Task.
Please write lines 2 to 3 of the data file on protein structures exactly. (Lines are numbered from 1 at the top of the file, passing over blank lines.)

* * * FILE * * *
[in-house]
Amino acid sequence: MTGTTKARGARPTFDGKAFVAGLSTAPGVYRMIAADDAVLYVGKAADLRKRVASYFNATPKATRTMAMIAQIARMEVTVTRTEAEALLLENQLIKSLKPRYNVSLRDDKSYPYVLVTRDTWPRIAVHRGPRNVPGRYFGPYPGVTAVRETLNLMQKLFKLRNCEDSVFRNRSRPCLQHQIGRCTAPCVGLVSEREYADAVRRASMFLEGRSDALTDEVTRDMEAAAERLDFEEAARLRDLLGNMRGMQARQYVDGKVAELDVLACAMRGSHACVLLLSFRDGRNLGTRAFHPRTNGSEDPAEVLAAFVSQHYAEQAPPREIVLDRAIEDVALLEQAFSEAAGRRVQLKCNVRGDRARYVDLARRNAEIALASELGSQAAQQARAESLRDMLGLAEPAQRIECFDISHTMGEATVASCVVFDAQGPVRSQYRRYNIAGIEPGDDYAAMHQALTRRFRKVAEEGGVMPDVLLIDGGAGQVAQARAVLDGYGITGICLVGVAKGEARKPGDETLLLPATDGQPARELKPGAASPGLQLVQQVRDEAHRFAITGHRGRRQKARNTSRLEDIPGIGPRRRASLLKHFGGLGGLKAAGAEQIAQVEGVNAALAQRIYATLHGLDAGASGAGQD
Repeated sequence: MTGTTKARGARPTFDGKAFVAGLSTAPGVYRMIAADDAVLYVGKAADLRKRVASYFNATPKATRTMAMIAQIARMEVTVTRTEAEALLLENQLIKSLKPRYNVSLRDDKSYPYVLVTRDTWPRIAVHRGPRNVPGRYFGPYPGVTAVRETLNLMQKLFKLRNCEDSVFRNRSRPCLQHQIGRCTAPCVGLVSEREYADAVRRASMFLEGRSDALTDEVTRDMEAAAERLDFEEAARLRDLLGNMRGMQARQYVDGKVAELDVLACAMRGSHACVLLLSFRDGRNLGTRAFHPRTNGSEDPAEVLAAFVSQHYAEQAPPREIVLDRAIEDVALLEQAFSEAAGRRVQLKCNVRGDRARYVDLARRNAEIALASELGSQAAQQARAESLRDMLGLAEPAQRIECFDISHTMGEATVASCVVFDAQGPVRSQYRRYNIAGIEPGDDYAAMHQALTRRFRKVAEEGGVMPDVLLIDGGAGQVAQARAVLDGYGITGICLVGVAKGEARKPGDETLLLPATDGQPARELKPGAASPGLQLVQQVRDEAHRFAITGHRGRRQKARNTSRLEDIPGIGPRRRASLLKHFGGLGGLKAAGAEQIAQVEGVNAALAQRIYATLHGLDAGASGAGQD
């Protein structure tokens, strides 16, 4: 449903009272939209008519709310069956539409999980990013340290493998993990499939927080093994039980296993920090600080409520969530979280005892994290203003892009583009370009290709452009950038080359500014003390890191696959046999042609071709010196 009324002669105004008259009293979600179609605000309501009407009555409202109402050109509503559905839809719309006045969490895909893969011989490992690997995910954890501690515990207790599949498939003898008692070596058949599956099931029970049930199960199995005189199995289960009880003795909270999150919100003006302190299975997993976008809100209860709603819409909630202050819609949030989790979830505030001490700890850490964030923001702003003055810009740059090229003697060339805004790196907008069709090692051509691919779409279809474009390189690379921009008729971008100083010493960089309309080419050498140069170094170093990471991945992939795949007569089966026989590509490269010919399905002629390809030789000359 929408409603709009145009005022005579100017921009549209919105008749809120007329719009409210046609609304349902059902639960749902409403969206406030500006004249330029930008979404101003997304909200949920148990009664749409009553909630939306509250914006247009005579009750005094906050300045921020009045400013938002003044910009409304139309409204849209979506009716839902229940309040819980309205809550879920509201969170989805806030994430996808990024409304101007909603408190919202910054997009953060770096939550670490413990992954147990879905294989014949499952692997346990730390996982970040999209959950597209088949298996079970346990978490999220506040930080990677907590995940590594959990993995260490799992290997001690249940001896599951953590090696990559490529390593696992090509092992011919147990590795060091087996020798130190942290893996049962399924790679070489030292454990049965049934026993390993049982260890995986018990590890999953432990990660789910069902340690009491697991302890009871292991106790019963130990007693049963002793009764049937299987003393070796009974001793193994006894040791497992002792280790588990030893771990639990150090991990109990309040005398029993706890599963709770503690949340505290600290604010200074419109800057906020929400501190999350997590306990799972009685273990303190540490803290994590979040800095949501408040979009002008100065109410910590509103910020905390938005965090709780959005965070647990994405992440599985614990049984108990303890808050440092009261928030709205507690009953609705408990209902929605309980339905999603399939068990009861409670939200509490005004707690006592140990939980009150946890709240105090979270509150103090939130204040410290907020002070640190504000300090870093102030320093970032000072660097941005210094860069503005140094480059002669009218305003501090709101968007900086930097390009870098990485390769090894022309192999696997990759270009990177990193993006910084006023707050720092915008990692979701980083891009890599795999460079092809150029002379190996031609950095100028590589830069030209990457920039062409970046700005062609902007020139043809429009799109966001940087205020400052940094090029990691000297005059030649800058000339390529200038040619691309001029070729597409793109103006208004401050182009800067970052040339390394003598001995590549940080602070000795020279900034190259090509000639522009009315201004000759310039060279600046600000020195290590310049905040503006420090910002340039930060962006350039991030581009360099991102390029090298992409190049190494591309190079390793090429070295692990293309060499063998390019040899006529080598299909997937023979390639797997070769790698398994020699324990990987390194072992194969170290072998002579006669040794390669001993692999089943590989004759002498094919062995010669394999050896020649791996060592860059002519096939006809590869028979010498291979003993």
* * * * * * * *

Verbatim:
Amino acid sequence: MTGTTKARGARPTFDGKAFVAGLSTAPGVYRMIAADDAVLYVGKAADLRKRVASYFNATPKATRTMAMIAQIARMEVTVTRTEAEALLLENQLIKSLKPRYNVSLRDDKSYPYVLVTRDTWPRIAVHRGPRNVPGRYFGPYPGVTAVRETLNLMQKLFKLRNCEDSVFRNRSRPCLQHQIGRCTAPCVGLVSEREYADAVRRASMFLEGRSDALTDEVTRDMEAAAERLDFEEAARLRDLLGNMRGMQARQYVDGKVAELDVLACAMRGSHACVLLLSFRDGRNLGTRAFHPRTNGSEDPAEVLAAFVSQHYAEQAPPREIVLDRAIEDVALLEQAFSEAAGRRVQLKCNVRGDRARYVDLARRNAEIALASELGSQAAQQARAESLRDMLGLAEPAQRIECFDISHTMGEATVASCVVFDAQGPVRSQYRRYNIAGIEPGDDYAAMHQALTRRFRKVAEEGGVMPDVLLIDGGAGQVAQARAVLDGYGITGICLVGVAKGEARKPGDETLLLPATDGQPARELKPGAASPGLQLVQQVRDEAHRFAITGHRGRRQKARNTSRLEDIPGIGPRRRASLLKHFGGLGGLKAAGAEQIAQVEGVNAALAQRIYATLHGLDAGASGAGQD
Repeated sequence: MTGTTKARGARPTFDGKAFVAGLSTAPGVYRMIAADDAVLYVGKAADLRKRVASYFNATPKATRTMAMIAQIARMEVTVTRTEAEALLLENQLIKSLKPRYNVSLRDDKSYPYVLVTRDTWPRIAVHRGPRNVPGRYFGPYPGVTAVRETLNLMQKLFKLRNCEDSVFRNRSRPCLQHQIGRCTAPCVGLVSEREYADAVRRASMFLEGRSDALTDEVTRDMEAAAERLDFEEAARLRDLLGNMRGMQARQYVDGKVAELDVLACAMRGSHACVLLLSFRDGRNLGTRAFHPRTNGSEDPAEVLAAFVSQHYAEQAPPREIVLDRAIEDVALLEQAFSEAAGRRVQLKCNVRGDRARYVDLARRNAEIALASELGSQAAQQARAESLRDMLGLAEPAQRIECFDISHTMGEATVASCVVFDAQGPVRSQYRRYNIAGIEPGDDYAAMHQALTRRFRKVAEEGGVMPDVLLIDGGAGQVAQARAVLDGYGITGICLVGVAKGEARKPGDETLLLPATDGQPARELKPGAASPGLQLVQQVRDEAHRFAITGHRGRRQKARNTSRLEDIPGIGPRRRASLLKHFGGLGGLKAAGAEQIAQVEGVNAALAQRIYATLHGLDAGASGAGQD